California Eliminates the Bail System that Sentences the Poor to Jail

The governor of California, Jerry Brown, approved on Tuesday a reform of the monetary bail system that according to his supporters is the most advanced law in this regard in the country.

The law completely eliminates the system by which the poor, mostly blacks and Latinos, awaited trial in pretrial detention for not being able to afford a few thousand dollars of bail, The California law should be a triumph of civil rights and a watershed in the struggle to reform the penal system of the United States, the country with the largest prison population in the world. However, it has been criticized by the same civil rights organizations that promote this cause.

The system of monetary bonds in the United States has dramatic consequences for the poorest segments of the population. Except in the most serious crimes, when a detainee appears before the judge, he has the right to be released on bail while awaiting trial. This bond is understood as a guarantee that the person will appear at the trial and is returned when it actually occurs.

The generalization of this practice has meant that those who can not afford a typical bond of 5,000 or 10,000 dollars are forced into jail. A trial for a minor offense in California may take 90 days. A trial for a felony, up to a year or more. At that time you can lose your job, or custody of the children if there is no other person. The consequences can be dramatic for the life of a person who has not been convicted but simply can not afford bail. A study by the Prison Policy Initiative indicates that 34% of detainees end up in this situation.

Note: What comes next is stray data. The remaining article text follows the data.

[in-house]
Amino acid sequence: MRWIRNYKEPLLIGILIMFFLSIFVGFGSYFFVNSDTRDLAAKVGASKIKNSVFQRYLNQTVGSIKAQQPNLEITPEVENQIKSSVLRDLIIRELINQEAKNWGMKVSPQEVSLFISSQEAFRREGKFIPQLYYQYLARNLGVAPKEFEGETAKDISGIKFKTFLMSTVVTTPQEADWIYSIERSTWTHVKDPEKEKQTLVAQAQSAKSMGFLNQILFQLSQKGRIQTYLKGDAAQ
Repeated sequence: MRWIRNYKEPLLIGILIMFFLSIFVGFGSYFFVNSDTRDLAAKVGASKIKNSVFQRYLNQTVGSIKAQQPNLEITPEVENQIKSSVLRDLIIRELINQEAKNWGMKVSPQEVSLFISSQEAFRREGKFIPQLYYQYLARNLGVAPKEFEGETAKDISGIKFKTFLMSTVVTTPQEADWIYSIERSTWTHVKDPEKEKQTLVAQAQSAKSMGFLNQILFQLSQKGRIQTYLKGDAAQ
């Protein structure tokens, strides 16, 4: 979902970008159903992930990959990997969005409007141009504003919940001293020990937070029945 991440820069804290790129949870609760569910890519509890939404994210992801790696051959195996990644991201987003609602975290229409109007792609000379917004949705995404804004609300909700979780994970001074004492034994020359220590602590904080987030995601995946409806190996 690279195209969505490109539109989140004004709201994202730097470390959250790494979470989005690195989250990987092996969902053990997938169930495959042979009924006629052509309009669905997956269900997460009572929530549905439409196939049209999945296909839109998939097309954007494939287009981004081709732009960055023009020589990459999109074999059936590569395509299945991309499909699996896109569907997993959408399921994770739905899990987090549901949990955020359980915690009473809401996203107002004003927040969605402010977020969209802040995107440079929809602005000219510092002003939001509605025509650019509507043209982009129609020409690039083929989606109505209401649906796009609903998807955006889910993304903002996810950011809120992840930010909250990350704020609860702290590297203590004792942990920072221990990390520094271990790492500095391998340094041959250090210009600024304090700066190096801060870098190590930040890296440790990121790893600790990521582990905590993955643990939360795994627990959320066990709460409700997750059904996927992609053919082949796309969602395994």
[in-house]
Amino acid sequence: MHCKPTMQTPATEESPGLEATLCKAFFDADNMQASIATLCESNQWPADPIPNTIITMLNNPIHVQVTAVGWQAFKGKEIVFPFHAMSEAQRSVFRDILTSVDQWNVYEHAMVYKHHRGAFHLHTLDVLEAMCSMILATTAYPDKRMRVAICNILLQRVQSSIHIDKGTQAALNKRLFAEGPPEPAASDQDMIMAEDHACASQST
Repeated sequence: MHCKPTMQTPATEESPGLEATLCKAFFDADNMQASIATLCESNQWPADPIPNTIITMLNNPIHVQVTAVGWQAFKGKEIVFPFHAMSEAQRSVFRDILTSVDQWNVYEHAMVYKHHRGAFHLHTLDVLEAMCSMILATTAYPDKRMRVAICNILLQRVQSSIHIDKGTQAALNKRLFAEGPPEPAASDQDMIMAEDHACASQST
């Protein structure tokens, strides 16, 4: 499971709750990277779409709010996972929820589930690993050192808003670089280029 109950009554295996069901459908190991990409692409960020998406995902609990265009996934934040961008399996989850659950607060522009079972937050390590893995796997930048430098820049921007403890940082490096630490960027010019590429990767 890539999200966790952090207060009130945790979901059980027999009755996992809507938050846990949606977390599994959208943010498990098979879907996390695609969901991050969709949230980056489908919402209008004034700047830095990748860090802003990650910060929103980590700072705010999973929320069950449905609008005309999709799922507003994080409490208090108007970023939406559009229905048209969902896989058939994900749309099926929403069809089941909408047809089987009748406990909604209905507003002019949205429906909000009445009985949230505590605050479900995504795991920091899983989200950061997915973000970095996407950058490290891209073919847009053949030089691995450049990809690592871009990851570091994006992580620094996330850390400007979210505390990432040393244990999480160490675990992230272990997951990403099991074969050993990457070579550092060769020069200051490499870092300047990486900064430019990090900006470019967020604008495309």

The bond system is directly related to the explosion of numbers in the prison population and the disproportionate bias towards the poor and minorities. The United States is the country with the most people in prison in the world, 2.3 million, of which more than half a million have not been tried and are provisional. In California, the situation became so serious that a judge ordered a reduction in the prison population.

The new law eliminates this system and replaces it with risk assessment criteria that remain in the hands of local authorities People who are at risk of recidivism or low escape will be released with medium risk will depend on these evaluation criteria in cases considered high risk there will be no possibility of conditional release.

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